<< Back to Robb Report, August 2014

Shades of Gray

  • Scott Armstrong

Gray & Co.’s personalized trips take cyclists on the rides of their lives.

After a morning of pedaling on the back roads of the Texas Hill Country, I was hungry, parched, and—even on a crisp December day—hot from the searing sun. My 29-mile journey had taken me through pin-sized hamlets, past lavender farms, and over rugged limestone hills. The ride concluded in the pastoral outskirts of Austin, where relief came in the form of protein (a rack of ribs and a hearty pile of brisket), carbohydrates (potato salad), and plenty of hydration (Lone Star beer) at a barbecue joint called Cranky Frank’s. 

Designed around my passions for cycling, barbecue, and even World War II history, my Texas adventure had come at the suggestion of Cari Gray, owner of the Toronto-based adventure-travel outfitter Gray & Co. Launched in 2009, Gray’s company offers bespoke cycling and hiking itineraries across the globe, focusing on less-traveled—though no less spectacular—destinations for the pursuits. Gray, who spent nearly 20 years working for the outfitter Butterfield & Robinson, sends clients everywhere from the Texas Hill Country and California’s Santa Ynez Valley to Chile, Colombia, Myanmar, New Zealand, and South Africa. “It has a direct correlation to the roads,” Gray says. “I recommend places with the best pavement and the least traffic.”

Each Gray & Co. journey (priced from roughly $1,500 per person, per day) is custom designed, with no set calendar of departures, no catalogs, and no group trips with strangers. Itineraries are born out of personal interviews conducted by Gray, allowing her to weave clients’ passions—from bird-watching and fishing to whiskey and wine—into each day’s activities. Each guide leads no more than three riders at a time, and additional guides are dispatched in advance to guarantee that road conditions are up to standards. “We work in the present and the future,” Gray says. “While guides ensure guests are having a great lunch, others are scouting the next day’s route. There is no margin for error.”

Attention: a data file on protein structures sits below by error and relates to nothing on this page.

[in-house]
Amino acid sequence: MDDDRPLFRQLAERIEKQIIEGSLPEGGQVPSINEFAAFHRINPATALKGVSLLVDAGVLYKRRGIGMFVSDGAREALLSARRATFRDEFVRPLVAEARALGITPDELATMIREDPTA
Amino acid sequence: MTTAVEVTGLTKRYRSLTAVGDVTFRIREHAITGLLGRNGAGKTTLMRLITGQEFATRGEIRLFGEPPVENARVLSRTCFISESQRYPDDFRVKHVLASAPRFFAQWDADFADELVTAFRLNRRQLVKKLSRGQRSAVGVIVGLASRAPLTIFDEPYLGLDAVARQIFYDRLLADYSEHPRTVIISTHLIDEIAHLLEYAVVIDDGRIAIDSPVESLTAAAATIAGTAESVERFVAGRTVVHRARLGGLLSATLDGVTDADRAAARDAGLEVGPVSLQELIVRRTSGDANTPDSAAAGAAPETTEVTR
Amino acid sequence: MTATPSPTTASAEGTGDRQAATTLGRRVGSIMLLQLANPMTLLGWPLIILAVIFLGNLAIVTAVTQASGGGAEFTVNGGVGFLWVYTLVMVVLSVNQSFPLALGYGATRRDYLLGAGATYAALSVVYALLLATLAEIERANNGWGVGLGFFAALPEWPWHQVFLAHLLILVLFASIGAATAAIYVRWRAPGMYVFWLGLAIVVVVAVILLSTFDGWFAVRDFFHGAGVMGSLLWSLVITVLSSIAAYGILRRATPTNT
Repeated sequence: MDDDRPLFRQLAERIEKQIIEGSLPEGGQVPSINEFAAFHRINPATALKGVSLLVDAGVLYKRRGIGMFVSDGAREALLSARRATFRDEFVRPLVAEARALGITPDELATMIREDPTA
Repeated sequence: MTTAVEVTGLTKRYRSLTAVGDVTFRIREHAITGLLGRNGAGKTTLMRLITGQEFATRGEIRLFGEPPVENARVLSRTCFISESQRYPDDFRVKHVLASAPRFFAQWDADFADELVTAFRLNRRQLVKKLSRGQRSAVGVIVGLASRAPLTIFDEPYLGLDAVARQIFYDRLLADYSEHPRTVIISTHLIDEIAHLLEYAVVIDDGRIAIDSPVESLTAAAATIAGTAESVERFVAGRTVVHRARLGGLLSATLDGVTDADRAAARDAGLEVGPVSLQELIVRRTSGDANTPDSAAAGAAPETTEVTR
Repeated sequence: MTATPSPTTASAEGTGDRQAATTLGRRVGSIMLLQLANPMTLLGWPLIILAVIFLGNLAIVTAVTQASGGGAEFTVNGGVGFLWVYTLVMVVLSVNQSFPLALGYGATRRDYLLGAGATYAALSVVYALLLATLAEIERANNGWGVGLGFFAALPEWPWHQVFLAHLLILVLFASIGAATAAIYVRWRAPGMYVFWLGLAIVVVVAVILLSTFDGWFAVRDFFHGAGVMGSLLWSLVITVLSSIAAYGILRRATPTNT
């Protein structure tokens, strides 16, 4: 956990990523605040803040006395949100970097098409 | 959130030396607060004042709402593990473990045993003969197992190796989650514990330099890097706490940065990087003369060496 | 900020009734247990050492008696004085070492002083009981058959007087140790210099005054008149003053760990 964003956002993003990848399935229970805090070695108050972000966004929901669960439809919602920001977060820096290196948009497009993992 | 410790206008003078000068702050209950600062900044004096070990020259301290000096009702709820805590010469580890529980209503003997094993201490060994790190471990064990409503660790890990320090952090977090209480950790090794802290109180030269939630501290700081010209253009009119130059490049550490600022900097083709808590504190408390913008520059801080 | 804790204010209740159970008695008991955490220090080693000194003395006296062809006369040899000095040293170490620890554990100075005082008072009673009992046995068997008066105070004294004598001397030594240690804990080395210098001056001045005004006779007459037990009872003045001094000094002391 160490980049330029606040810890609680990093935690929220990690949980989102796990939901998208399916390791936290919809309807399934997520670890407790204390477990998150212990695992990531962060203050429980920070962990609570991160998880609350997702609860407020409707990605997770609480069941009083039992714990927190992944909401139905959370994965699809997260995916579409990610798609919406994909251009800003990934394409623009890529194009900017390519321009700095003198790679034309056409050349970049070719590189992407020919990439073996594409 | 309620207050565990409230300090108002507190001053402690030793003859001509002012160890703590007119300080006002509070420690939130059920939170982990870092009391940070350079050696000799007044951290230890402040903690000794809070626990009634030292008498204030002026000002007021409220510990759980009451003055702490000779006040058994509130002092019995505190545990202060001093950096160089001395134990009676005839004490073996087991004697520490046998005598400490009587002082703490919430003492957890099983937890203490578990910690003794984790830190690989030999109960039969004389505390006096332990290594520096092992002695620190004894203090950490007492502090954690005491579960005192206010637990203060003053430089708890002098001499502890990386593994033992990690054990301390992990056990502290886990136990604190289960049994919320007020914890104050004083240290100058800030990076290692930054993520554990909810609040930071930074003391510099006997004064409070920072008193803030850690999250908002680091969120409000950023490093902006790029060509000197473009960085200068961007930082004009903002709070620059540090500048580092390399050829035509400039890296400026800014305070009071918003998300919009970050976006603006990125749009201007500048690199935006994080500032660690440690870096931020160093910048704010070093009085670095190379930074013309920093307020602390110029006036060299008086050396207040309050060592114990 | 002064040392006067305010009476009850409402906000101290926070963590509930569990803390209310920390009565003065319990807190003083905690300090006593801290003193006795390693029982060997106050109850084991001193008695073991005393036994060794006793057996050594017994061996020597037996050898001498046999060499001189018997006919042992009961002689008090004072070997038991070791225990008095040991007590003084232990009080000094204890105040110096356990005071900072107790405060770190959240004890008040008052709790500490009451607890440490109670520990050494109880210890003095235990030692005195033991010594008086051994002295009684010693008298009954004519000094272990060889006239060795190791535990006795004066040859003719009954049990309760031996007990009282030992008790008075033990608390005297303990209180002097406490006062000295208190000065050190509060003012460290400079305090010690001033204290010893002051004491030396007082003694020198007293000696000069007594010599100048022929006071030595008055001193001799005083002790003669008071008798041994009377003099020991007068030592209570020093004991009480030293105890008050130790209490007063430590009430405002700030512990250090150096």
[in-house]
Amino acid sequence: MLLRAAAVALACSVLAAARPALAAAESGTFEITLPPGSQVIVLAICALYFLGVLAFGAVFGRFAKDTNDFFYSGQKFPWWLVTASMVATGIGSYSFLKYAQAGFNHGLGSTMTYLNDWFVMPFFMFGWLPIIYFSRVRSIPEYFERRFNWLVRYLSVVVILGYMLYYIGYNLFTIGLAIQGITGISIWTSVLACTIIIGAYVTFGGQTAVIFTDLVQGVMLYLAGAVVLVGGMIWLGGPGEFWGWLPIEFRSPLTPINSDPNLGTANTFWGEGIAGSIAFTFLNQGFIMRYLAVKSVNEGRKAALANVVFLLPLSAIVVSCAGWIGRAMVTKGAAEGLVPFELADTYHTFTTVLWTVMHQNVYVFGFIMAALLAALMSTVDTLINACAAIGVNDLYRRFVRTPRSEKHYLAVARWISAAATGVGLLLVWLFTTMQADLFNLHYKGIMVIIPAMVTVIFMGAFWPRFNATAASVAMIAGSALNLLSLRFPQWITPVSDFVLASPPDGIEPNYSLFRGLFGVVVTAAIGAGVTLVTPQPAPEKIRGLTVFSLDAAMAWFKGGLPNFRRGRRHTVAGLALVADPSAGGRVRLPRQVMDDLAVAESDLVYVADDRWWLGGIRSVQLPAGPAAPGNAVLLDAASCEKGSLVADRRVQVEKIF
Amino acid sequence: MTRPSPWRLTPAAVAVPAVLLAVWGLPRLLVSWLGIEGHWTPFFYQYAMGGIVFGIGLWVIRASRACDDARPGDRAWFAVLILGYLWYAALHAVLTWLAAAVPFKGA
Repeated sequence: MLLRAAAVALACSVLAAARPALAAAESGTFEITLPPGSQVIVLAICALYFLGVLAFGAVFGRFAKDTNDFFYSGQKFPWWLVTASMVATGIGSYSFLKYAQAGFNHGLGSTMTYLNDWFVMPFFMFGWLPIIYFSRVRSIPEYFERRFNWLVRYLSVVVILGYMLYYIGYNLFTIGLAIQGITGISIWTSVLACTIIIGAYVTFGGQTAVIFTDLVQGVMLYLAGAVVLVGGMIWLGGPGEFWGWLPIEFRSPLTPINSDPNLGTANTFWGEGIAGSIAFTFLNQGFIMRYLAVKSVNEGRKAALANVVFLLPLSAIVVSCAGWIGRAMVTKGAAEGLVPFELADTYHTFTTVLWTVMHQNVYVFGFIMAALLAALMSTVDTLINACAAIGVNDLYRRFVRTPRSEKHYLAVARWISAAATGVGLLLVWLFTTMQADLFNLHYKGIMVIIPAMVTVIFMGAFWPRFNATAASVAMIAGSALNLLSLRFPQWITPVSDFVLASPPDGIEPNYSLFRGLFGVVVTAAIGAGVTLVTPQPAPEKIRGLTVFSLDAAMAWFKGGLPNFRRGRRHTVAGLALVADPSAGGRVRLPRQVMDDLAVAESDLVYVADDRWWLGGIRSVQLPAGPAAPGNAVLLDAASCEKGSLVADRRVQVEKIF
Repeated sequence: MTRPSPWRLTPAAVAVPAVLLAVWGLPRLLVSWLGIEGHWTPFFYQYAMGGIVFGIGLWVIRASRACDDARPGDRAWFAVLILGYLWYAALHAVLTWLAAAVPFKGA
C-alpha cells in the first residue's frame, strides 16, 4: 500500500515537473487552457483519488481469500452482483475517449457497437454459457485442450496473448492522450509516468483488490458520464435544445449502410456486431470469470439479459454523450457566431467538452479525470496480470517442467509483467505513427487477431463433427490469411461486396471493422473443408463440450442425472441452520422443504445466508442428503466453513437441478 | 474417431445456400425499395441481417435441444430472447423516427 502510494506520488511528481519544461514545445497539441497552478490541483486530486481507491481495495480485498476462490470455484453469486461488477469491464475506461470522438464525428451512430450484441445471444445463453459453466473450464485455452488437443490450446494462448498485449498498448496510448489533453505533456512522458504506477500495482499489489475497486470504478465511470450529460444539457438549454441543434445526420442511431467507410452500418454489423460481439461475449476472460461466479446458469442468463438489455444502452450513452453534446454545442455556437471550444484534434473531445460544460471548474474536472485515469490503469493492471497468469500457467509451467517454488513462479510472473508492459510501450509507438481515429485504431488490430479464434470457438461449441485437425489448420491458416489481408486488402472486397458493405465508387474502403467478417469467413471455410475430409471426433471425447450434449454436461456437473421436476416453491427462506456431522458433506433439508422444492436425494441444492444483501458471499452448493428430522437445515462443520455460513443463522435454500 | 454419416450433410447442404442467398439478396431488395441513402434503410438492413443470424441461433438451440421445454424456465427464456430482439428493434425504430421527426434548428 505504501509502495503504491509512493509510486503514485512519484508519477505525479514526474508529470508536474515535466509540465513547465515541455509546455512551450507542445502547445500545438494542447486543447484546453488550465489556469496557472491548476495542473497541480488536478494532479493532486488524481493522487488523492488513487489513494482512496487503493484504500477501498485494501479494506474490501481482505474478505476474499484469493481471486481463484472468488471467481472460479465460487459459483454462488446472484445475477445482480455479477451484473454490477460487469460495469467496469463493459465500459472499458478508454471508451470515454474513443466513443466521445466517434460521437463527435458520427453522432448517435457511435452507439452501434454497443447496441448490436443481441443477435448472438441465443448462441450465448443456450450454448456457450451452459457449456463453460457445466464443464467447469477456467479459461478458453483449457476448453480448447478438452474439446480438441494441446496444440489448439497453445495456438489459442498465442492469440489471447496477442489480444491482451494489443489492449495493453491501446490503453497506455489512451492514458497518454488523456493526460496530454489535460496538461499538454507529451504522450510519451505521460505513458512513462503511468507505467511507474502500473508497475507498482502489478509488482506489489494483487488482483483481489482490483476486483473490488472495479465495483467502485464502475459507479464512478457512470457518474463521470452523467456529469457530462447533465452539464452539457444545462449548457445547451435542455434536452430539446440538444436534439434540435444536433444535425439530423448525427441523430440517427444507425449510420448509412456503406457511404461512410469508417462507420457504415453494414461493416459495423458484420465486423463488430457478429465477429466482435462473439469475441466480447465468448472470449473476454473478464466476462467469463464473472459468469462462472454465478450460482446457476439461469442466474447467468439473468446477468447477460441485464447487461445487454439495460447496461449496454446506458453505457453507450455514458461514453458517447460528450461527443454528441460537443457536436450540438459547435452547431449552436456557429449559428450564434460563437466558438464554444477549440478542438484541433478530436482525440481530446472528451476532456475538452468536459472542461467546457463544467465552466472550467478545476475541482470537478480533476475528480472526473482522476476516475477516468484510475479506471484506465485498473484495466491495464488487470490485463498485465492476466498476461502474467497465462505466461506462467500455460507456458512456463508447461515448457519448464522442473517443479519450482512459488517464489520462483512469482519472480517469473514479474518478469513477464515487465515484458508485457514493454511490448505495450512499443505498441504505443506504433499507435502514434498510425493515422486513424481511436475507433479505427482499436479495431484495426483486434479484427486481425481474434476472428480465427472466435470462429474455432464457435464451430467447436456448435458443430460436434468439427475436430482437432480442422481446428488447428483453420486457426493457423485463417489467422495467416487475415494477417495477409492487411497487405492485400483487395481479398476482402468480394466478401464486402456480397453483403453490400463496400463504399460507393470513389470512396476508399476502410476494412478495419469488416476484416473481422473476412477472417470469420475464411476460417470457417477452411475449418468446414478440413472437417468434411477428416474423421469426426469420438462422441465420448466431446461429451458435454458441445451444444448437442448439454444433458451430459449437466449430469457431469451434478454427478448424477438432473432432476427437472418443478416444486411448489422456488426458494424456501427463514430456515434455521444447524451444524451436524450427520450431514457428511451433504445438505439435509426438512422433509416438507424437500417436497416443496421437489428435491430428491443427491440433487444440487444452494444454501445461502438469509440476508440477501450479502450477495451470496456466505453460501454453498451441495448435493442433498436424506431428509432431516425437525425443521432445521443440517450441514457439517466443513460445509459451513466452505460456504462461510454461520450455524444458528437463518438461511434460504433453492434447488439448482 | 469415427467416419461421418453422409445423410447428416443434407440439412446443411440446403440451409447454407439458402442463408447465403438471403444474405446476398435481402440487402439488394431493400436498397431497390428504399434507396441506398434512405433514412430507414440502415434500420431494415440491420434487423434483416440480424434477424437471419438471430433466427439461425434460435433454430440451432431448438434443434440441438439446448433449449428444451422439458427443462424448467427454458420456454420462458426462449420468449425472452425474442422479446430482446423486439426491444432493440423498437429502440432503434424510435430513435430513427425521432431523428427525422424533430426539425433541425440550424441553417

Before my arrival in the Hill Country, Gray provided me with a detailed itinerary highlighting options for daily rides, accommodations, and dining, as well as must-see stops along the way. The four-day itinerary culminated in a more than 50-mile ride wheeling past cattle ranches, enormous pink-granite rock formations, and a 100-year-old church. Knowing my penchant for small-batch bourbon, Gray also arranged a private tour and tasting at Garrison Brothers Distillery, an award-winning whiskey maker in the sleepy town of Hye. But my greatest thrill came just after my brisket lunch at Cranky Frank’s: a surprise visit to the National Museum of the Pacific War, a Hill Country high point for any history buff.  

Gray & Co., 416.998.4082, www.grayandco.ca